Nov 12, 2019 20:26 UTC

The Islamic Republic says the suspension of its nuclear commitments is not a violation of the Joint Comprehensive Plan of Action (JCPOA) but is based on Articles 26 and 36 of the agreement itself.

The fate of the Iran deal with the 5+1 group has been in doubt since May 2018, when the US abruptly abandoned the deal and reinstated the anti-Iran sanctions that it had lifted as part of the JCPOA. Tehran says the European cosignatories — Britain, Germany and France — have so far failed to uphold their commitments. They have expressed vocal support for the deal, but failed to provide meaningful economic incentives as required under the nuclear agreement.

Here we present you an article in this regard by staff writers of Iran's English language website of 'Fars news agency' under the heading: "Iran’s decision to spin advanced centrifuges is lawful." Please stay tuned:

Iran has launched a new generation of advanced centrifuges to roll back its nuclear deal commitments, including injecting gas into IR-6 centrifuges through a ceremony at Natanz Nuclear Facility.

The country can now produce enriched uranium 10 times as fast as the first-generation IR-1s allowed under the nuclear deal it signed with the 5+1 group in 2015, also known as the Joint Comprehensive Plan of Action (JCPOA). 

The decision came a day after the Leader of Islamic Revolution Ayatollah Seyyed Ali Khamenei said talks with the US government will not bear any results, because the Americans are not ready to offer any concessions. It also came after the US used the 40th anniversary of the US embassy takeover by Iranian students to sanction key officials reporting to Ayatollah Khamenei and called on Tehran to release Americans believed to be held in the country.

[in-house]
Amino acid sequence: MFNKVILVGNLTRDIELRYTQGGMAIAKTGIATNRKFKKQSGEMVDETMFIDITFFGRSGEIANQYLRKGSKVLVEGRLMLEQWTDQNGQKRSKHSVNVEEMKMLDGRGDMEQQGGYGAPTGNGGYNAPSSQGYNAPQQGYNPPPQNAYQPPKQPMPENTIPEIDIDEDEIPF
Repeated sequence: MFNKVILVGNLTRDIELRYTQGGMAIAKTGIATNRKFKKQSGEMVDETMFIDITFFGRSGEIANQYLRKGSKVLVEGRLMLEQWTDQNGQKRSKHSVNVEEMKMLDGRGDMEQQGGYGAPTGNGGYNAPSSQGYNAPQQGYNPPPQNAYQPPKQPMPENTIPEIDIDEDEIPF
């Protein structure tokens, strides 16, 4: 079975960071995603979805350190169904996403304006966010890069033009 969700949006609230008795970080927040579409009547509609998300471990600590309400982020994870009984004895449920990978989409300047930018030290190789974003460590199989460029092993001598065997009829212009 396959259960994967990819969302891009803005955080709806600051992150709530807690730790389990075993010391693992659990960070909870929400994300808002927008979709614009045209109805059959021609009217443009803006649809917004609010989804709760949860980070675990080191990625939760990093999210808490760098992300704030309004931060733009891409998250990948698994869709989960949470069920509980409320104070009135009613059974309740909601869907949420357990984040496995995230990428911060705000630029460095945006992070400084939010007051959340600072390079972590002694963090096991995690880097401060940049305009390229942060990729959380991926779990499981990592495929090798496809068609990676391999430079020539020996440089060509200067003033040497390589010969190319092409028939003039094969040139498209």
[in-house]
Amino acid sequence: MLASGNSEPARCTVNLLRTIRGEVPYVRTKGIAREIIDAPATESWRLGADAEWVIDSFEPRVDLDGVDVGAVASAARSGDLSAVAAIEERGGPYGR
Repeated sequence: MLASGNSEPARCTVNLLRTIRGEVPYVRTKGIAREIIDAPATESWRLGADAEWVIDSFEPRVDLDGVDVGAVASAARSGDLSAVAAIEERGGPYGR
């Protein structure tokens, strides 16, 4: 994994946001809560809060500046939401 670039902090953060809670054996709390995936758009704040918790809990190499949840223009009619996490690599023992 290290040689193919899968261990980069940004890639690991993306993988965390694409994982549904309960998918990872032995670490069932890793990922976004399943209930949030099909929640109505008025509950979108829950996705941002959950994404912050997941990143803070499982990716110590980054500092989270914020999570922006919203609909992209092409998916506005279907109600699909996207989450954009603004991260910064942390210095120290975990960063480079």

Last July, Iran’s stockpiles of enriched low-grade uranium exceeded the 300-kilogram limit set in the nuclear deal. President Hassan Rouhani confirmed later in September that the nation was using advanced models of centrifuges to enrich uranium. This translates into the fact that adding more centrifuges will continue, designed to meet Iran’s enriched uranium demands and force the EU to encourage the US to return to the historic accord.

For those of you who remember, US President Donald Trump put the future of JCPOA in jeopardy when he unilaterally withdrew the US from the deal in 2018 and imposed unilateral sanctions on Iran. 

The decision to deploy advanced centrifuges is designed to make sure all EU signatories to the deal (the UK, France, and Germany) will help Iran to see the economic benefits of the deal as well.

The irony is that the EU, which has voiced discontent over the US exit from the deal, has already created a mechanism, known as INSTEX, that will allow European countries to trade with Iran despite US sanctions. The new mechanism coordinates import and export payments so that cash between partners need not be handled by banks. The first transactions are yet to be processed in an attempt to keep Iran in the deal. 

Though the US has complained the deal did nothing to limit Iran's nuclear capabilities, Europeans say it is working, a fact that the International Atomic Energy Agency has repeatedly confirmed in its reports. Willingly or not, Iran shouldn’t leave diplomacy with the EU in the dust, but it should also not forego its rights under the JCPOA.

Iranian Foreign Minister Mohammad Javad Zarif says the country has left the door open for negotiations over the fate of the 2015 nuclear deal despite its decision to further scale back its nuclear commitments.

Speaking to IRIB on Friday Nov. 08, Zarif referred to the country's recent decision to implement the fourth phase of reducing its commitments under the JCPOA in reaction to the US' withdrawal from the deal and Europe's failure to fulfill its side of the bargain.

The top Iranian diplomat said upon arrival in Turkey to attend the 24th meeting of the Council of Foreign Ministers of the Economic Cooperation Organization (ECO): "We had made it clear that if the measures of other parties do not yield results, we'd take the next steps to decrease our JCPOA commitments."

He said "The Iranian president announced on the first day of scaling back the JCPOA commitments that we will continue the negotiations despite taking our steps within the framework of the JCPOA,", adding that Tehran started the talks from the very first day and "did not say no to negotiation."